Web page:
Don’t leave me this way, says Roger Ratcliffe

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Getting on for 10 months after the EU referendum I’m still desperately struggling to get my head round how we could possibly have decided to terminate our formal relationship with the rest of Europe. It feels a bit like sitting with a glass of whisky into the wee small hours and raking through the embers of a marriage that came to a shuddering halt to the surprise and horror of one partner – in this case me – while my spouse remains determined to go it alone.

“I’m sorry,” she says. “You made too many demands on me. For starters, you kept inviting all these strangers back here. To be honest, I began to feel like I was an outsider in my own home. Then you kept laying down all these laws about this, that and the other. Like telling me I could only buy straight bananas. That was soooo the last straw…”

“Come on, I was joking,” I protest. “Surely you didn’t take it seriously. No one could believe that…”

“Anyway,” she barged on. “We spend a fortune on stuff like rioja and tapas every time we go out. I used to have such a great figure, but now I’m turning to fat and seeing the doctor with all kinds of ailments. I can put that money into getting healthy again.”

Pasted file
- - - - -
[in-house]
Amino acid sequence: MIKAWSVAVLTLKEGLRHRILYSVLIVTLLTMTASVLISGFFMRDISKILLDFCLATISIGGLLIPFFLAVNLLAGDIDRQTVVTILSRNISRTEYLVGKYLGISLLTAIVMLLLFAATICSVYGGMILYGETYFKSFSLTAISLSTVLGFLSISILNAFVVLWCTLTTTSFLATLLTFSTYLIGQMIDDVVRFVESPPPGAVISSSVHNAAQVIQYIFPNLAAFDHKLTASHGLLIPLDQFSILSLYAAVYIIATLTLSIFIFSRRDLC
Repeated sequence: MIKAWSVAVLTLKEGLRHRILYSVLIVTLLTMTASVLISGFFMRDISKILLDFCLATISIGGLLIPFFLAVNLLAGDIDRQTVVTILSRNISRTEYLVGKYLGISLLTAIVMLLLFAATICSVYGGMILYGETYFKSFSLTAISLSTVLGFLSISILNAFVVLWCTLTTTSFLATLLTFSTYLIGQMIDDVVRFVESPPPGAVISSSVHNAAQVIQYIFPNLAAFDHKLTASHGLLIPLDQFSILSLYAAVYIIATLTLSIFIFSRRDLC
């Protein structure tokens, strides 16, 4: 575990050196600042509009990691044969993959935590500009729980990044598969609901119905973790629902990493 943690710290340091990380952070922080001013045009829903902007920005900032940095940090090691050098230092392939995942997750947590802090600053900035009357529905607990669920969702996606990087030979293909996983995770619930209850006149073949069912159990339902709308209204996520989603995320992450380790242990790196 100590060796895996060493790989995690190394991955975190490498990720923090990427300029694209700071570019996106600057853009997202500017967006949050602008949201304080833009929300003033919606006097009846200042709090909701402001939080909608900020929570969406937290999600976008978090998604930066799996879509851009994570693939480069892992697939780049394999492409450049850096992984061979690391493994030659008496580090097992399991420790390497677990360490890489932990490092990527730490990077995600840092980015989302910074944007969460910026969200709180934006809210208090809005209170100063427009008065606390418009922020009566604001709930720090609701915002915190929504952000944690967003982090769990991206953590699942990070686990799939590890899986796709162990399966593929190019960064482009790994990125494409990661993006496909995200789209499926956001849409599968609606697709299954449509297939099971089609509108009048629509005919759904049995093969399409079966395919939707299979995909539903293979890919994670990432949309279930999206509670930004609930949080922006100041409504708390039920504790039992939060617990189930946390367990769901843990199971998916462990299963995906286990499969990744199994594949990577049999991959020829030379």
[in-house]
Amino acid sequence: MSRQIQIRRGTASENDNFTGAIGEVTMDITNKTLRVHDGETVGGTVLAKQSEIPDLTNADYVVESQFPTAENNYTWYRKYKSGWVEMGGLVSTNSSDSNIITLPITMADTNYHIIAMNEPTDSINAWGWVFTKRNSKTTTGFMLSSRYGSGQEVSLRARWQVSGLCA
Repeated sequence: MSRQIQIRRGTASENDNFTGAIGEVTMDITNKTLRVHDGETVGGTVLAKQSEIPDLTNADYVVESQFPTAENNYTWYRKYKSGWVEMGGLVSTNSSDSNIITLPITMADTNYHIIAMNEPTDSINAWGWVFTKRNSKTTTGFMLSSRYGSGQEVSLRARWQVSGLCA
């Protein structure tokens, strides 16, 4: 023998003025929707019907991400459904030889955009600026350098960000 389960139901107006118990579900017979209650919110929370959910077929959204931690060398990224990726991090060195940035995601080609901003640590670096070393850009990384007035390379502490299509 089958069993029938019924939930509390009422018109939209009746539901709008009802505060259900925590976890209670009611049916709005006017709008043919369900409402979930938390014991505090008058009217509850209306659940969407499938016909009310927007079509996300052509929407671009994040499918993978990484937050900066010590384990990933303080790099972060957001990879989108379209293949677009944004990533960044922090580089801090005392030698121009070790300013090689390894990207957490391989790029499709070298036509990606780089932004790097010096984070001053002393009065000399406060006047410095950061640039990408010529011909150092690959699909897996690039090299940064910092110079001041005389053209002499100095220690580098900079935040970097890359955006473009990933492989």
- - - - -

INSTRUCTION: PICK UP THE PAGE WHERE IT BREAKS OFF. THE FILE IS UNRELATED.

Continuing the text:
“I bet you don’t,” I say. “It’s a fantasy. Look, we live far more cheaply together. Once you’ve got everything to pay for yourself it’s going to get tough. I’ve seen those crazy figures your solicitor’s come up with. Trust me, you won’t be able to hang onto anything like your standard of living.”

So the legal split with Europe has been initiated by something called Article 50, which is the sort of decree nisi stage in ending a marriage in which grounds for divorce have been established. In two years time it will be a decree absolute, the final Au Revoir, Auf Wiedersehen etcetera.

What follows between now and then is the haggling over stuff like who gets to keep the Breaking Bad box set, the Robbie and Kylie CDs, and all the souvenirs from 40 years of marriage: stuff like the wonky Eiffel Tower ornament and the sombrero that once hung above the bed. Oh, and who gets lumbered with Boris the bulldog that absolutely refuses to be house-trained, and Nigel the pet rat.

The more I think about it, the more expletives have to be deleted. I think I probably have a mainly sympathetic readership on this, too. Is it fair to assume that the majority of those who are likely to buy Big Issue North voted to remain in the UK? As for supporters of Brexit, whether they want to admit it or not might it be a gross libel to suggest they would like to see those of our magazine’s vendors who are immigrants or asylum seekers erased from our streets?

So far it’s beginning to look like our post-divorce future will be pretty humiliating. I mean, look whose arms my soon-to-be ex ran to the moment she said she was off. None other than the world’s biggest cad, Donald Trump. And who was next? Mr Saudi Arabia, that well-known wife beater. Sooner or later, she’ll regret leaving me.

Roger Ratcliffe has worked as an investigative journalist with the Sunday Times Insight team and is the author of guidebooks to Leeds and Bradford. Follow him on Twitter @Ratcliffe

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